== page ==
The company has recently added messaging via mobile apps and screen sharing, whereby a personal shopper can share information with a customer. YNAP has ambitious plans for the future as it moves towards becoming a mobile-only company, investing in mobile frameworks – to enable speedier deployment and faster apps as well as new services for existing apps – and developing AI and natural language capabilities. For example, customers when travelling will be able to ask what’s trending and what the weather is like at their destination and then collect their order from the closest store. The Group’s Tech Hubs need to balance innovation and the core platform with the needs of each individual company as well as having an understanding of the end customers. If a number of sites are experiencing similar issues, a single functionality can be developed for the core platform but deployed in different ways to match customer behaviour on the individual sites.
The level of cart abandonment, for example, was lowered through subtle messaging which showed the shopper the items that had been left in the basket the next time they visited the app. “The tone of the message was such that it was not seen as a random message,” Alexander says. An R&D team is looking further ahead to explore technologies which have yet to be commercially proven, such as augmented reality and shopping from physical shop windows when the store is closed. It is also investigating new use cases for proven technology such as visual recognition in warehouses. “It’s a fail-fast approach,” Alexander comments.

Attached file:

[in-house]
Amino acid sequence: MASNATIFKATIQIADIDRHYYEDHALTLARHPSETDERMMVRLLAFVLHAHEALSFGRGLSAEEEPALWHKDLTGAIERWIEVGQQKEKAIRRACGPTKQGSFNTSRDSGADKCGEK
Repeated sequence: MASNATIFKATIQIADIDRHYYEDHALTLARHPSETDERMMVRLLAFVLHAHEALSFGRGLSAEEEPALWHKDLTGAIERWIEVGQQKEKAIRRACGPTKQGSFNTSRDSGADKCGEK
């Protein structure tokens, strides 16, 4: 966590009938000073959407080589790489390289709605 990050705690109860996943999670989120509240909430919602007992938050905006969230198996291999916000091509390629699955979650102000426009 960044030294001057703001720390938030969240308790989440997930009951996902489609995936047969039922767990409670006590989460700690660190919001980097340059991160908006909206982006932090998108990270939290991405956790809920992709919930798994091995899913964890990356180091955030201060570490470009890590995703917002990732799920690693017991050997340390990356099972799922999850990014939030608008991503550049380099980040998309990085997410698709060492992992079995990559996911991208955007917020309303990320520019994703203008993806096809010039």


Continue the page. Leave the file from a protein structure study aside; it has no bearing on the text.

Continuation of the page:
As new technologies and business uses are developed, refined, tested and proven, they are added to the core platform and so made available to all of the retailers and brands. Integration plans and cross-group working certainly seem to be working for the business. In the first half of its financial year its net revenues hit £923m (€1bn) for the first time, an increase of 19.5% on an organic basis compared with £828m (€897m) in the first half of 2016. YNAP has successfully launched Moncler as the first online flagship store on the new front-end platform as well as signing a multi-year global agreement for the new Ferrari online flagship store. Over the same period it recorded 400 million site visits, compared with 342.7 million in the first half of 2016, and 4.5 million orders (3.9 million) with the average order value increasing by €10.
Active customers are on the rise, too, hitting the 3 million mark in the first half of 2017 (2.6 million). With more parts of the business migrating onto the new platform and the synergies that brings, along with optimisation, innovation and engagement, the Group is set to further establish itself in the minds of its customers worldwide, while new markets and the rise of personalised experience on mobile devices ensure its sites remain close at hand.
A longer version of this interview first appeared in InternetRetailing Magazine in September. Click here to explore the series of magazines.
Image author: Gabriel de la Chapelle
Image courtesy of Yoox Net-A-Porter